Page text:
The NCAA will host a meeting in Indianapolis next Friday between several people who work in basketball analytics, to discuss tweaks to how it selects teams, the NCAA announced:
The NABC, representing the coaches, has sent a message that it would like to look into the use of more advanced metrics in the selection and seeding process. An even more powerful microscope to go with the time-honored RPI. The NCAA listened and agreed. A group of coaches and committee members is now at work, and this get-together is for everyone to hear the possibilities for the future — from those who know.
Jeff Sagarin, Ken Pomeroy, Ben Alamar of ESPN’s BPI, and Kevin Pauga, assistant AD at Michigan State who developed the KPI, are identified as among those who will be attending.
I’ve been to the NCAA for the mock selection exercise, do projections for how I think the committee will select and seed the teams, and have had plenty of criticisms about the method.
Things like the Pomeroy rankings are available to committee members in the past, but I can tell you being in that room and trying to get through the discussion of 68 teams, they are pushed down in importance. Everything becomes record versus the RPI top 25, top 50, and against the field. There are nice cool color-coded columns on each team page brought up in the room on the big screens, showing wins and losses against other good teams (as defined by the RPI). Things like location, timing are also diminished because you have to look into the details. More details require an extra click.
So I’ll be curious as to how this is addressed. I’ll buy it’s meaningful reform if they actually change the underlying language of how teams are evaluated and ranked.
Heading into that meeting, here are my thoughts on issues that should be addressed:
The RPI Rankings Heavily Penalize a Couple of Bad Opponents who you Beat Badly.
I talked about this with Kansas and Indiana’s schedules after the Hoosiers beat the Jayhawks early this year, and how Indiana would have no chance of finishing ahead of Kansas. I shouldn’t know the likely results before games are played. Astute schedule makers should not be able to game the system before a ball bounces. Any tweaks should counteract that.
RPI would say that Indiana has played an easy non-conference schedule, because they played a bunch of bad teams they blew out. They also played neutral games against Kansas, Louisville, and Butler, a home game against North Carolina, and a road game at Fort Wayne. How many true bubble teams would go 2-3 against that combination? Remember, Fort Wayne is 14-4 with losses at Notre Dame and Arkansas, and it was on the road against a potential tourney team. Losing at Fort Wayne is like losing at Georgia Tech, in terms of quality, and we’ve already seen North Carolina and Clemson do that.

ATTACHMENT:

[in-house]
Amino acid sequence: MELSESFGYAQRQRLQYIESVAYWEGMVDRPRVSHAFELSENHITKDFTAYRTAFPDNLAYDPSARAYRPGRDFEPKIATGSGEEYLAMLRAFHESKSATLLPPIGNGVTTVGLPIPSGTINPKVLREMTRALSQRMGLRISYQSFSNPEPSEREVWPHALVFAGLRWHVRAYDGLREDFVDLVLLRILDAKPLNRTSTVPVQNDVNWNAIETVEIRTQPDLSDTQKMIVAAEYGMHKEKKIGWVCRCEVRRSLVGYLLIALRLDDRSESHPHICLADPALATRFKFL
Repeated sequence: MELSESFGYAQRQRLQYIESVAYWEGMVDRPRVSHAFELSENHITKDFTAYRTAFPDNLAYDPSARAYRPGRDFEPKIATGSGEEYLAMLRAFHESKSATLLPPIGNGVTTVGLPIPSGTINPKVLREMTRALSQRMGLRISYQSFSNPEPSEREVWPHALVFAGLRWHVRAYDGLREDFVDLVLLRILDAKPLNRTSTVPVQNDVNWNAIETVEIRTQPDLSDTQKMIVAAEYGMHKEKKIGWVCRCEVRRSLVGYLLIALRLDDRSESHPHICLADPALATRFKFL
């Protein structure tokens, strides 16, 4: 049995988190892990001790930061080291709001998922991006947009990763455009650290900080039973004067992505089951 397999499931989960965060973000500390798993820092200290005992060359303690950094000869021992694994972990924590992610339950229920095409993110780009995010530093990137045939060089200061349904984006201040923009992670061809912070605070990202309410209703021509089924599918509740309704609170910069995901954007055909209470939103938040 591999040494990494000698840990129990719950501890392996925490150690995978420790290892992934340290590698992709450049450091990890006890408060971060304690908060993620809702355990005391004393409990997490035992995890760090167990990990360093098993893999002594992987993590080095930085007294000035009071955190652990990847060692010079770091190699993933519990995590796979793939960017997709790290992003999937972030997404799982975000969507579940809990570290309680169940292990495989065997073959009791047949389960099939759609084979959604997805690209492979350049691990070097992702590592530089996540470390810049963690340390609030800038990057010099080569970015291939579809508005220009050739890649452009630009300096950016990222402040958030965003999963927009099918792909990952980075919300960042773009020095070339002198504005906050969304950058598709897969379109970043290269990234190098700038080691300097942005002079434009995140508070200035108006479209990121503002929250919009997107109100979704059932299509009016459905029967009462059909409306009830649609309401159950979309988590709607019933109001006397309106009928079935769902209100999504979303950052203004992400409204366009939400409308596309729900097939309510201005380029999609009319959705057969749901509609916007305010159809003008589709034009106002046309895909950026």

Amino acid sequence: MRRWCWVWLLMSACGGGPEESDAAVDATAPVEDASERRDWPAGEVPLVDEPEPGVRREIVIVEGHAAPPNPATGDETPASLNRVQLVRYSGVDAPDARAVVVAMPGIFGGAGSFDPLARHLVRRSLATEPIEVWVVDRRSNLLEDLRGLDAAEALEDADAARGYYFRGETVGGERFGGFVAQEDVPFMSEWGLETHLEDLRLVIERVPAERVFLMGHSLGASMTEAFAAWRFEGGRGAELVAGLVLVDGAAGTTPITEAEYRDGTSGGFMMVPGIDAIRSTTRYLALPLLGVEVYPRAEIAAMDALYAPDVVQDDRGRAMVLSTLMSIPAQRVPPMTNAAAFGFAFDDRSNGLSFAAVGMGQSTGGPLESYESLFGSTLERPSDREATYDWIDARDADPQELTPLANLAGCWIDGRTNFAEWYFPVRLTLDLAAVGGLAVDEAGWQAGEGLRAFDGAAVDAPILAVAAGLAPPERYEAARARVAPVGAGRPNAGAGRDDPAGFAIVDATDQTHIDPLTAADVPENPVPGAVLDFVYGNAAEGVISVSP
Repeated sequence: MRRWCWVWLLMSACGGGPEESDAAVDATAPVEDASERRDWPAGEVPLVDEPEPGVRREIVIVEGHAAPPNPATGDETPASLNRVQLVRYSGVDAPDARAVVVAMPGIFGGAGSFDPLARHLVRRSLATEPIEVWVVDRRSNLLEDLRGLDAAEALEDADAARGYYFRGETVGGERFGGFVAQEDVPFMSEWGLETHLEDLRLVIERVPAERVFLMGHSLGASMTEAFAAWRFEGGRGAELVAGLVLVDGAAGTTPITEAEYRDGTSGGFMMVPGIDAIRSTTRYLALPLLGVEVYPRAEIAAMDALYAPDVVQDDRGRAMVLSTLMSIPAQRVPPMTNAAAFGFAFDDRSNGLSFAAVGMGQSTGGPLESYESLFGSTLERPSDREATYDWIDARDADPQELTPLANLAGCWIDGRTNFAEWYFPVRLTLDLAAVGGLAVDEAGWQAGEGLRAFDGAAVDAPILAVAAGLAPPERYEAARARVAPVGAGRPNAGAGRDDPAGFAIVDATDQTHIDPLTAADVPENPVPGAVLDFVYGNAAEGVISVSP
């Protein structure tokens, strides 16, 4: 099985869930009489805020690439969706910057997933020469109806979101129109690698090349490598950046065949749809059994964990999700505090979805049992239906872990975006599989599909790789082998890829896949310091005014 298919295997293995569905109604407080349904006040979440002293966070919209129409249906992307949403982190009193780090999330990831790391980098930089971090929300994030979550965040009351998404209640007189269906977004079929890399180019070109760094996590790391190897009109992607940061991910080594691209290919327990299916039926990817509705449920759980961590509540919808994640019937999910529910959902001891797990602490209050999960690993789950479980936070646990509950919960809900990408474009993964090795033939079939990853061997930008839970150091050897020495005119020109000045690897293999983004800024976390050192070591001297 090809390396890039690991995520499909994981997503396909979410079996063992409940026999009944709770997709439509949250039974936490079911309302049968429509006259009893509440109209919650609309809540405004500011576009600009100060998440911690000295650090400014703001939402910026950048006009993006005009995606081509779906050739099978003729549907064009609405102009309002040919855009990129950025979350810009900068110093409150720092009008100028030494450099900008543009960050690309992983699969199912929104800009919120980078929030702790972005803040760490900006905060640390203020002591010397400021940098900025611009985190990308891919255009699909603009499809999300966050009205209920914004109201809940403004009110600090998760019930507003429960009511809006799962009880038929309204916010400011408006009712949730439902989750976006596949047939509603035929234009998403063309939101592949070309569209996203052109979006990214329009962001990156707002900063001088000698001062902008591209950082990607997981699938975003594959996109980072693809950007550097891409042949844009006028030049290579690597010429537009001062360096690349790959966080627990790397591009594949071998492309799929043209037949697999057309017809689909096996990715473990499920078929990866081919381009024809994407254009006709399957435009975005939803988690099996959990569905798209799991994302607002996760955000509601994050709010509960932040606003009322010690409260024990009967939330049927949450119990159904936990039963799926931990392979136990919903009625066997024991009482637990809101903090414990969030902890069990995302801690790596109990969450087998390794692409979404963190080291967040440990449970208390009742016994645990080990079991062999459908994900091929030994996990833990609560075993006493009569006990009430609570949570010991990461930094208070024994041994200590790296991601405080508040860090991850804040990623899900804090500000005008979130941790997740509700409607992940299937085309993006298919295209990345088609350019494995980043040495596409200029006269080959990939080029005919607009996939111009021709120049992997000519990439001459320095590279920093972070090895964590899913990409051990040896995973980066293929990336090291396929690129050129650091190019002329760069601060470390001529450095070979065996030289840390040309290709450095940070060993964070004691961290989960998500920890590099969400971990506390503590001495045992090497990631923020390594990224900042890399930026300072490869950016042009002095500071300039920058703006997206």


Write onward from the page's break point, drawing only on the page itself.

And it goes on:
A non-conference schedule where even good teams would have 3-4 losses is not an easy non-conference schedule.
The Committee Overvalues “Big Wins” in Seeding and Selecting Teams
I talked about this pre-tourney last year with seeding of Pac-12 and Big 12 teams. Among teams that are ranked similarly even within the RPI, there is a bias in favor of those with big wins. But it is not applied even on a ratio basis (i.e., they got 10 opportunities for top wins, and got two of them, while that other team only got one, on the road), but in raw totals.
I’m not sure, other than our analytics types showing this bias, how it is removed from selection, because it’s not actually part of the rankings. Virtually all of the major seeding errors, where many of us knew a team was a underseeded, were because the team was seeded down for not having as many “big wins”.
Recent examples include Wichita State and Gonzaga as 11-seeds last year (no opportunities in conference, losses early), Wichita State in 2015 as a 7-seed, Michigan State as a 7-seed in 2015 (0-5 against Kansas, Duke, Notre Dame and Wisconsin entering tourney), Kentucky as an 8-seed in 2014 (1-6 against Florida, Michigan State, Baylor, North Carolina, and Louisville; 23-4 against everyone else).
There Doesn’t Seem to Be Any Consistency in Putting Road Games in Context
Road games are tough to win. I already referenced the Indiana game at Fort Wayne. This will likely get tossed around as a bad loss. Good tournament teams probably lose that type of game close to half the time, if we compare it to similar conference opponents. The difference is that there are way fewer examples of teams playing on the road at higher caliber mid-majors like Fort Wayne.
But even among conference games–especially with the large mega conferences and imbalanced schedules–a road game at an average team may be tougher than a home game against a borderline NCAA tourney team. Yet the latter would get called a top 50 win and added to the ledger when the committee does its quick evaluations. The former would be largely forgotten.